Distributor of Ideas
Staff
Lifeguards pulled surfers and swimmers from the water, and closed the beach until Saturday around noon. Photo: Rob Bro

Lifeguards pulled surfers and swimmers from the water, and closed the beach until Saturday around noon. Photo: David Bro


The Inertia

Signs prohibiting people from entering the water have been posted at T-Street beach in San Clemente, as lifeguards are advising beachgoers of the sharks that had been recently spotted in the area.

According to marine safety officer Ian Burton, a fisherman spotted a shark near the city’s municipal pier around 7 p.m Thursday night. Around 11:30 on Friday morning, a second shark was spotted by a lifeguard on a jet ski and followed it for nearly an hour and a half.

Not something you want to see while on spring break vacation. Photo: David Bro

Not something you want to see while on spring break vacation. Photo: David Bro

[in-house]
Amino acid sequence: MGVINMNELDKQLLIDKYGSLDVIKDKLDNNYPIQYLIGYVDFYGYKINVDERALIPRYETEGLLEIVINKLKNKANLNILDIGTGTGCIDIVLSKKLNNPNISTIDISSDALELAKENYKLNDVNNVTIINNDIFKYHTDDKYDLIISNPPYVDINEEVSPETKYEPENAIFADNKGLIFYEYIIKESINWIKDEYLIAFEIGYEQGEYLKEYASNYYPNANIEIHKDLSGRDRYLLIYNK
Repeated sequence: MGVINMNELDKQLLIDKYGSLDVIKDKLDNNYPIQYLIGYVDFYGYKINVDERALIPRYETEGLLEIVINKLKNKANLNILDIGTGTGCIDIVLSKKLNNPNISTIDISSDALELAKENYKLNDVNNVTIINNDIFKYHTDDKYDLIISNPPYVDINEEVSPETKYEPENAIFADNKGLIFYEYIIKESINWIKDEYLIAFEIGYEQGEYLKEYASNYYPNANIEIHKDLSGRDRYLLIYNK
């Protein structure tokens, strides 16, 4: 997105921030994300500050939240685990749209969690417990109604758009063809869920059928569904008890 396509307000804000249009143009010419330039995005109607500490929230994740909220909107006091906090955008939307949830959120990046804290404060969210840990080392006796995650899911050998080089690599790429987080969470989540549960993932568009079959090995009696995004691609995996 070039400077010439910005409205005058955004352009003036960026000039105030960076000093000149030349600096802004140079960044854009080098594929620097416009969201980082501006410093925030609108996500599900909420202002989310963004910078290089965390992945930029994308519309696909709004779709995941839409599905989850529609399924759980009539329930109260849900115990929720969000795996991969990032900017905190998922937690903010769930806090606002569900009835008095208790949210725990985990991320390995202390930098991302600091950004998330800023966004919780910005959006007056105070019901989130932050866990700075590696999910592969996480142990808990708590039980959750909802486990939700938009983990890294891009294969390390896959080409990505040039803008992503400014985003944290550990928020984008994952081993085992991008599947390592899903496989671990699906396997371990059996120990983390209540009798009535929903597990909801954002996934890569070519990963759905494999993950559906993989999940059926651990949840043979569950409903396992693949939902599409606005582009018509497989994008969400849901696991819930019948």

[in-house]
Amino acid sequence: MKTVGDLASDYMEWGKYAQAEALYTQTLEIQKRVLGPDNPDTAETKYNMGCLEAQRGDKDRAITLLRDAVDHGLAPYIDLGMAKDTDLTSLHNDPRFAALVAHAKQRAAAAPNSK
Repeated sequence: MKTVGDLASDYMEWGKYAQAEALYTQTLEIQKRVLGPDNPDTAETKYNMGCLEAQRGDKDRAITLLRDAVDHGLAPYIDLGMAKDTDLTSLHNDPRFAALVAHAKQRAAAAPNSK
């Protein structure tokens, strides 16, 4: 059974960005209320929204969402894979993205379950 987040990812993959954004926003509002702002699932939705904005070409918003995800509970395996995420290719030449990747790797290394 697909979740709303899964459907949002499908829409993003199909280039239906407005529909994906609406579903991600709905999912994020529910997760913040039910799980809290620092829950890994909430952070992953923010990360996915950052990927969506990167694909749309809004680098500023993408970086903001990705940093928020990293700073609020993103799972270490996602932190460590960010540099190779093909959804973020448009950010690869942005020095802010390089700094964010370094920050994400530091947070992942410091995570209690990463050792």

Lifeguards cleared swimmers from the ocean and closed the beach one mile north and south of the lifeguard tower at T Street. Officials did not pinpoint the species of the shark, but estimate it to be around 6-7 feet long. The beach will remain closed until noon Saturday.

While this incident may be alarming to many swimmers and surfers, seeing sharks in South Orange County and San Diego is not entirely uncommon. Ralph Collier, President of the Shark Research Committee, suggests San Clemente is a hotspot for sharks – primarily great whites.

Advertisement

In an exclusive interview, Ralph told TheSurfChannel.com:

“We know for a fact that San Onofre is an area populated with sharks. We’ve had a couple of incidents down at San Onofre State Beach in San Clemente. I’ve stood on the cliffs down there at the trail and watched guys in the water surfing, while watching 9, 10, 12-foot white sharks swim right underneath four guys that never even knew they were there. San Clemente is a popular area, especially during the pupping season, which is March and April. Surfers might start seeing these 3-3.5-foot long, grey torpedo animals swimming around. Those are baby white sharks.”

Advertisement

Newsletter

Only the best. We promise.

Contribute

Join our community of contributors.

Apply